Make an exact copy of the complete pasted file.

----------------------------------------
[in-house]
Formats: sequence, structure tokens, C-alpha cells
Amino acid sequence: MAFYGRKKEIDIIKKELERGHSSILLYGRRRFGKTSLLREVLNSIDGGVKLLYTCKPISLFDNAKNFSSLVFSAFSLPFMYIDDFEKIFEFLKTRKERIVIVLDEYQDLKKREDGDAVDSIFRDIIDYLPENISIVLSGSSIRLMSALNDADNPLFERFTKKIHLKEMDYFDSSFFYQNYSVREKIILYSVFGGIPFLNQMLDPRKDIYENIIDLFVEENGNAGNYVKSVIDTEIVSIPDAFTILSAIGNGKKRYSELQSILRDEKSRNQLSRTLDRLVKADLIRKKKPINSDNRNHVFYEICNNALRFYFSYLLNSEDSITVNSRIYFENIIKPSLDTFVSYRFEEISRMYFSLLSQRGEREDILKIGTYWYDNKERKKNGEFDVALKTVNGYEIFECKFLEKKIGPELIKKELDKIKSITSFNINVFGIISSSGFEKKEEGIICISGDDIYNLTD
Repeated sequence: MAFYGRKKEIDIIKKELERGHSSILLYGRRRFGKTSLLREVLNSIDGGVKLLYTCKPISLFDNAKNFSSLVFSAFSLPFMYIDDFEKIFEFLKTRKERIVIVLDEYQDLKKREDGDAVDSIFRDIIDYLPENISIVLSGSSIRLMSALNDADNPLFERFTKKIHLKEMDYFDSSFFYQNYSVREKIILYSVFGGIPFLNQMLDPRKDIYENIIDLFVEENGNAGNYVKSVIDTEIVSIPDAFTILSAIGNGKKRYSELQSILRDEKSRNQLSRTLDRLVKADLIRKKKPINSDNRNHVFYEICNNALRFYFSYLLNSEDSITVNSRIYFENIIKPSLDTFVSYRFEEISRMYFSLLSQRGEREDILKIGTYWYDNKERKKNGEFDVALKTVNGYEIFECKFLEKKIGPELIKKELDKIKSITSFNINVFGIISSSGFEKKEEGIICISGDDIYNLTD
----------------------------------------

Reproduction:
[in-house]
Formats: sequence, structure tokens, C-alpha cells
Amino acid sequence: MAFYGRKKEIDIIKKELERGHSSILLYGRRRFGKTSLLREVLNSIDGGVKLLYTCKPISLFDNAKNFSSLVFSAFSLPFMYIDDFEKIFEFLKTRKERIVIVLDEYQDLKKREDGDAVDSIFRDIIDYLPENISIVLSGSSIRLMSALNDADNPLFERFTKKIHLKEMDYFDSSFFYQNYSVREKIILYSVFGGIPFLNQMLDPRKDIYENIIDLFVEENGNAGNYVKSVIDTEIVSIPDAFTILSAIGNGKKRYSELQSILRDEKSRNQLSRTLDRLVKADLIRKKKPINSDNRNHVFYEICNNALRFYFSYLLNSEDSITVNSRIYFENIIKPSLDTFVSYRFEEISRMYFSLLSQRGEREDILKIGTYWYDNKERKKNGEFDVALKTVNGYEIFECKFLEKKIGPELIKKELDKIKSITSFNINVFGIISSSGFEKKEEGIICISGDDIYNLTD
Repeated sequence: MAFYGRKKEIDIIKKELERGHSSILLYGRRRFGKTSLLREVLNSIDGGVKLLYTCKPISLFDNAKNFSSLVFSAFSLPFMYIDDFEKIFEFLKTRKERIVIVLDEYQDLKKREDGDAVDSIFRDIIDYLPENISIVLSGSSIRLMSALNDADNPLFERFTKKIHLKEMDYFDSSFFYQNYSVREKIILYSVFGGIPFLNQMLDPRKDIYENIIDLFVEENGNAGNYVKSVIDTEIVSIPDAFTILSAIGNGKKRYSELQSILRDEKSRNQLSRTLDRLVKADLIRKKKPINSDNRNHVFYEICNNALRFYFSYLLNSEDSITVNSRIYFENIIKPSLDTFVSYRFEEISRMYFSLLSQRGEREDILKIGTYWYDNKERKKNGEFDVALKTVNGYEIFECKFLEKKIGPELIKKELDKIKSITSFNINVFGIISSSGFEKKEEGIICISGDDIYNLTD